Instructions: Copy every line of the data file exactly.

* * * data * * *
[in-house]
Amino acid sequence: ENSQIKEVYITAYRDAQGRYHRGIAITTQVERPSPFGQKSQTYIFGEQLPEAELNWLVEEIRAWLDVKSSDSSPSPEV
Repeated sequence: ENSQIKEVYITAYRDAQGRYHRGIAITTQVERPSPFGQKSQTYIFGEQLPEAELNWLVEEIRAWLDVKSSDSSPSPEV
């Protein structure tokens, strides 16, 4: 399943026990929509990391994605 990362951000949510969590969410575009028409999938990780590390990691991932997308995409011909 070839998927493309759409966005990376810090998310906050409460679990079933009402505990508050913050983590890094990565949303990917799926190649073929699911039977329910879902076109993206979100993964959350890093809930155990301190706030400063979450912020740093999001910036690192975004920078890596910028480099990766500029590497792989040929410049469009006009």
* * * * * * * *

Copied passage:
[in-house]
Amino acid sequence: ENSQIKEVYITAYRDAQGRYHRGIAITTQVERPSPFGQKSQTYIFGEQLPEAELNWLVEEIRAWLDVKSSDSSPSPEV
Repeated sequence: ENSQIKEVYITAYRDAQGRYHRGIAITTQVERPSPFGQKSQTYIFGEQLPEAELNWLVEEIRAWLDVKSSDSSPSPEV
């Protein structure tokens, strides 16, 4: 399943026990929509990391994605 990362951000949510969590969410575009028409999938990780590390990691991932997308995409011909 070839998927493309759409966005990376810090998310906050409460679990079933009402505990508050913050983590890094990565949303990917799926190649073929699911039977329910879902076109993206979100993964959350890093809930155990301190706030400063979450912020740093999001910036690192975004920078890596910028480099990766500029590497792989040929410049469009006009």